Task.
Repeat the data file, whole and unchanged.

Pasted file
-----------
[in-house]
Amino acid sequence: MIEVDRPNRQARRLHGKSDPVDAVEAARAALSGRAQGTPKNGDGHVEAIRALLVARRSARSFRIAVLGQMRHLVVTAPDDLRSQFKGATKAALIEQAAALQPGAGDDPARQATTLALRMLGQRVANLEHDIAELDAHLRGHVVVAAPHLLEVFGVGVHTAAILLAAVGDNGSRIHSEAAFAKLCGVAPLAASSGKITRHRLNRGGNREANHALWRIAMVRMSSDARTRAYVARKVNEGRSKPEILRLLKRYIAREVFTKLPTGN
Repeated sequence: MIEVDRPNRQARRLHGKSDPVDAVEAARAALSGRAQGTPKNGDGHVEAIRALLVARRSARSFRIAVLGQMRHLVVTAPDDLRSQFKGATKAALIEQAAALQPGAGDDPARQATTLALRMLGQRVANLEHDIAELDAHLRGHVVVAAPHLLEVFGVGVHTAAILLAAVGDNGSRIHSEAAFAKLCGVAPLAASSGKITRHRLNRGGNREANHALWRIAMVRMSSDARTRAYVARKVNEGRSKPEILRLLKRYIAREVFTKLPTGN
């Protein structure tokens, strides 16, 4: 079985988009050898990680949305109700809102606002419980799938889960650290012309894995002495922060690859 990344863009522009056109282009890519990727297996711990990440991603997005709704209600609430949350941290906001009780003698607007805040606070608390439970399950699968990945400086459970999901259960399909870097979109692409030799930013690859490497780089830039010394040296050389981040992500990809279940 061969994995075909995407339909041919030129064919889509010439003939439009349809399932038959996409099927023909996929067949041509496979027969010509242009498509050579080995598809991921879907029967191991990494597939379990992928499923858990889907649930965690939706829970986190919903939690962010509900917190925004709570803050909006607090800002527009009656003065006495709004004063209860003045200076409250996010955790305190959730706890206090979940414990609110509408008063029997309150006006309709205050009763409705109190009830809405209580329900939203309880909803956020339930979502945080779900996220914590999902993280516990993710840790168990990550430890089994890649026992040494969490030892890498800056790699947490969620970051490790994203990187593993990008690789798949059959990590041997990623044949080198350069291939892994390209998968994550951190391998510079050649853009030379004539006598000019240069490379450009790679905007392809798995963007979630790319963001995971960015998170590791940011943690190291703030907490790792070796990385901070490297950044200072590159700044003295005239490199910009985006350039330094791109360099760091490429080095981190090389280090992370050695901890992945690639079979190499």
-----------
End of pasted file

[in-house]
Amino acid sequence: MIEVDRPNRQARRLHGKSDPVDAVEAARAALSGRAQGTPKNGDGHVEAIRALLVARRSARSFRIAVLGQMRHLVVTAPDDLRSQFKGATKAALIEQAAALQPGAGDDPARQATTLALRMLGQRVANLEHDIAELDAHLRGHVVVAAPHLLEVFGVGVHTAAILLAAVGDNGSRIHSEAAFAKLCGVAPLAASSGKITRHRLNRGGNREANHALWRIAMVRMSSDARTRAYVARKVNEGRSKPEILRLLKRYIAREVFTKLPTGN
Repeated sequence: MIEVDRPNRQARRLHGKSDPVDAVEAARAALSGRAQGTPKNGDGHVEAIRALLVARRSARSFRIAVLGQMRHLVVTAPDDLRSQFKGATKAALIEQAAALQPGAGDDPARQATTLALRMLGQRVANLEHDIAELDAHLRGHVVVAAPHLLEVFGVGVHTAAILLAAVGDNGSRIHSEAAFAKLCGVAPLAASSGKITRHRLNRGGNREANHALWRIAMVRMSSDARTRAYVARKVNEGRSKPEILRLLKRYIAREVFTKLPTGN
């Protein structure tokens, strides 16, 4: 079985988009050898990680949305109700809102606002419980799938889960650290012309894995002495922060690859 990344863009522009056109282009890519990727297996711990990440991603997005709704209600609430949350941290906001009780003698607007805040606070608390439970399950699968990945400086459970999901259960399909870097979109692409030799930013690859490497780089830039010394040296050389981040992500990809279940 061969994995075909995407339909041919030129064919889509010439003939439009349809399932038959996409099927023909996929067949041509496979027969010509242009498509050579080995598809991921879907029967191991990494597939379990992928499923858990889907649930965690939706829970986190919903939690962010509900917190925004709570803050909006607090800002527009009656003065006495709004004063209860003045200076409250996010955790305190959730706890206090979940414990609110509408008063029997309150006006309709205050009763409705109190009830809405209580329900939203309880909803956020339930979502945080779900996220914590999902993280516990993710840790168990990550430890089994890649026992040494969490030892890498800056790699947490969620970051490790994203990187593993990008690789798949059959990590041997990623044949080198350069291939892994390209998968994550951190391998510079050649853009030379004539006598000019240069490379450009790679905007392809798995963007979630790319963001995971960015998170590791940011943690190291703030907490790792070796990385901070490297950044200072590159700044003295005239490199910009985006350039330094791109360099760091490429080095981190090389280090992370050695901890992945690639079979190499």